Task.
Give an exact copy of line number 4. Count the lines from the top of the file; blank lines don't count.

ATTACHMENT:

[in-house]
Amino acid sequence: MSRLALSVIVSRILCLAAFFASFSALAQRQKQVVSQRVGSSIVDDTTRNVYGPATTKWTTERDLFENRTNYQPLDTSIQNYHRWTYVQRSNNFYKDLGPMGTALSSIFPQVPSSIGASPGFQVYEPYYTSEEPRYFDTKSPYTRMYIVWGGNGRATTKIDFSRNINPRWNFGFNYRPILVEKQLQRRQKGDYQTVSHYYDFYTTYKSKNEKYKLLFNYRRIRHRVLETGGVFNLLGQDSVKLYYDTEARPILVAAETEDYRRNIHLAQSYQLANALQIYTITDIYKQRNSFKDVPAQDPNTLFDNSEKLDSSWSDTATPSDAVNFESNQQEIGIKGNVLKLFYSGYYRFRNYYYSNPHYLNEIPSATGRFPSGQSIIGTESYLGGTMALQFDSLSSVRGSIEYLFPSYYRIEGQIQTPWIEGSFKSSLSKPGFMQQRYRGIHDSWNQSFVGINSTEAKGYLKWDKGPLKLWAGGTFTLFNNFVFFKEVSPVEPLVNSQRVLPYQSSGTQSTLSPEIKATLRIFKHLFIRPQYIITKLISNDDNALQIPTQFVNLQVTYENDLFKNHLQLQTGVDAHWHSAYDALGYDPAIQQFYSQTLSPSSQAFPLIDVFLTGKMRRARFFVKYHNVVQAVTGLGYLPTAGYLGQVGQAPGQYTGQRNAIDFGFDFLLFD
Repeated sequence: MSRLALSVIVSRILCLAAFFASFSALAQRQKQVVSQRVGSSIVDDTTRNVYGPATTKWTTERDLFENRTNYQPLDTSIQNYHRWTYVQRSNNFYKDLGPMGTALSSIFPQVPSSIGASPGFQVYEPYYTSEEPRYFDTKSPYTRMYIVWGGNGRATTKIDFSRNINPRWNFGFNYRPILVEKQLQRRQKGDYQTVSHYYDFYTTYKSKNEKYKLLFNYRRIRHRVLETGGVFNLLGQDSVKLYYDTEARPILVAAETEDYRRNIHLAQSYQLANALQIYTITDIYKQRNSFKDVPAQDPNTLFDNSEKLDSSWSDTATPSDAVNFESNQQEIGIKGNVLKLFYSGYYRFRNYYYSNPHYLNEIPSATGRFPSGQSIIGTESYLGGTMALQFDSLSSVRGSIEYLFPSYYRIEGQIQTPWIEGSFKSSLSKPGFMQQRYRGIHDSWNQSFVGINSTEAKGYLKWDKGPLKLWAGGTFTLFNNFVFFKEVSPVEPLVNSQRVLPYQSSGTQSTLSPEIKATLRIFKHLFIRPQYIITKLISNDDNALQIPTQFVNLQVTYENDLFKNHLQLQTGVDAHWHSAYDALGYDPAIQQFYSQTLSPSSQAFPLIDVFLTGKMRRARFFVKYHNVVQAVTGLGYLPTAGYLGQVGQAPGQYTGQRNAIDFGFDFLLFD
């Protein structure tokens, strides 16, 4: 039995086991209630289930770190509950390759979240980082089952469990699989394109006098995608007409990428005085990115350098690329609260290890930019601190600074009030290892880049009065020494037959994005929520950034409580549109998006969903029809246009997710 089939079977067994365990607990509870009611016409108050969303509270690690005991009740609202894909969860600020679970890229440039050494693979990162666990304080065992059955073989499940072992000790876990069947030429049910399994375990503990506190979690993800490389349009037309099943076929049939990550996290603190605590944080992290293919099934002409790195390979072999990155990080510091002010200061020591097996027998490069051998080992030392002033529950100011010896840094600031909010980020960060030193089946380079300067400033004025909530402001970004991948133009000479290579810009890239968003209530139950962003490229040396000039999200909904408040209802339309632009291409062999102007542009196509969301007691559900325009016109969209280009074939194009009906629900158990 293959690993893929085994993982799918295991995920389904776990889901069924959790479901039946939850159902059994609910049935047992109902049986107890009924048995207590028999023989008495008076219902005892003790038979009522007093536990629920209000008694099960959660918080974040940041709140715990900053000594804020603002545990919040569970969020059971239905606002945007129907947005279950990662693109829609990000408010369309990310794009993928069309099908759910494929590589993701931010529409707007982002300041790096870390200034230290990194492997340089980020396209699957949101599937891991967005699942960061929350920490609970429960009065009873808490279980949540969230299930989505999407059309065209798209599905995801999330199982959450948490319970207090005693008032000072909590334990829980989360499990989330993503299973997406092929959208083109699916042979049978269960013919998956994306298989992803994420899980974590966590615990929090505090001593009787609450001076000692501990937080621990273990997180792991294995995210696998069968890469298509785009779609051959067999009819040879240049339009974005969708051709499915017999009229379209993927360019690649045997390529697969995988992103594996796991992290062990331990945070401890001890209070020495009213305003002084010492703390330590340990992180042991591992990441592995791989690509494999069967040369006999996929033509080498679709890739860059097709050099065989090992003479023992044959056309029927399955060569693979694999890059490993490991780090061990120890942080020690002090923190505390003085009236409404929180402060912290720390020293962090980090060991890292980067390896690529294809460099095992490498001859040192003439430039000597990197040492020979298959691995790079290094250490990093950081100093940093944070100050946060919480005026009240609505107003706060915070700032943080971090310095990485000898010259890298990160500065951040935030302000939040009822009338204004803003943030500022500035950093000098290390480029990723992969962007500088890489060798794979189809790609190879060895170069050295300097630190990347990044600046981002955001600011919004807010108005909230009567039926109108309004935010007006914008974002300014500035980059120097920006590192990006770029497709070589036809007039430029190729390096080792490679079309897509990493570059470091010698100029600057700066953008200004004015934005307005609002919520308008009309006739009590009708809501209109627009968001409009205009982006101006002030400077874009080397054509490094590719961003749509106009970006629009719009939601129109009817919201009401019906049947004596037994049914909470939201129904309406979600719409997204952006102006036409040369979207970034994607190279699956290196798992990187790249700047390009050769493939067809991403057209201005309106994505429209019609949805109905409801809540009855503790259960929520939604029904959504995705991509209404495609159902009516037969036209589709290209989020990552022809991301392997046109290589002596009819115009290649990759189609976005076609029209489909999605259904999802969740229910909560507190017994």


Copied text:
């Protein structure tokens, strides 16, 4: 039995086991209630289930770190509950390759979240980082089952469990699989394109006098995608007409990428005085990115350098690329609260290890930019601190600074009030290892880049009065020494037959994005929520950034409580549109998006969903029809246009997710 089939079977067994365990607990509870009611016409108050969303509270690690005991009740609202894909969860600020679970890229440039050494693979990162666990304080065992059955073989499940072992000790876990069947030429049910399994375990503990506190979690993800490389349009037309099943076929049939990550996290603190605590944080992290293919099934002409790195390979072999990155990080510091002010200061020591097996027998490069051998080992030392002033529950100011010896840094600031909010980020960060030193089946380079300067400033004025909530402001970004991948133009000479290579810009890239968003209530139950962003490229040396000039999200909904408040209802339309632009291409062999102007542009196509969301007691559900325009016109969209280009074939194009009906629900158990 293959690993893929085994993982799918295991995920389904776990889901069924959790479901039946939850159902059994609910049935047992109902049986107890009924048995207590028999023989008495008076219902005892003790038979009522007093536990629920209000008694099960959660918080974040940041709140715990900053000594804020603002545990919040569970969020059971239905606002945007129907947005279950990662693109829609990000408010369309990310794009993928069309099908759910494929590589993701931010529409707007982002300041790096870390200034230290990194492997340089980020396209699957949101599937891991967005699942960061929350920490609970429960009065009873808490279980949540969230299930989505999407059309065209798209599905995801999330199982959450948490319970207090005693008032000072909590334990829980989360499990989330993503299973997406092929959208083109699916042979049978269960013919998956994306298989992803994420899980974590966590615990929090505090001593009787609450001076000692501990937080621990273990997180792991294995995210696998069968890469298509785009779609051959067999009819040879240049339009974005969708051709499915017999009229379209993927360019690649045997390529697969995988992103594996796991992290062990331990945070401890001890209070020495009213305003002084010492703390330590340990992180042991591992990441592995791989690509494999069967040369006999996929033509080498679709890739860059097709050099065989090992003479023992044959056309029927399955060569693979694999890059490993490991780090061990120890942080020690002090923190505390003085009236409404929180402060912290720390020293962090980090060991890292980067390896690529294809460099095992490498001859040192003439430039000597990197040492020979298959691995790079290094250490990093950081100093940093944070100050946060919480005026009240609505107003706060915070700032943080971090310095990485000898010259890298990160500065951040935030302000939040009822009338204004803003943030500022500035950093000098290390480029990723992969962007500088890489060798794979189809790609190879060895170069050295300097630190990347990044600046981002955001600011919004807010108005909230009567039926109108309004935010007006914008974002300014500035980059120097920006590192990006770029497709070589036809007039430029190729390096080792490679079309897509990493570059470091010698100029600057700066953008200004004015934005307005609002919520308008009309006739009590009708809501209109627009968001409009205009982006101006002030400077874009080397054509490094590719961003749509106009970006629009719009939601129109009817919201009401019906049947004596037994049914909470939201129904309406979600719409997204952006102006036409040369979207970034994607190279699956290196798992990187790249700047390009050769493939067809991403057209201005309106994505429209019609949805109905409801809540009855503790259960929520939604029904959504995705991509209404495609159902009516037969036209589709290209989020990552022809991301392997046109290589002596009819115009290649990759189609976005076609029209489909999605259904999802969740229910909560507190017994």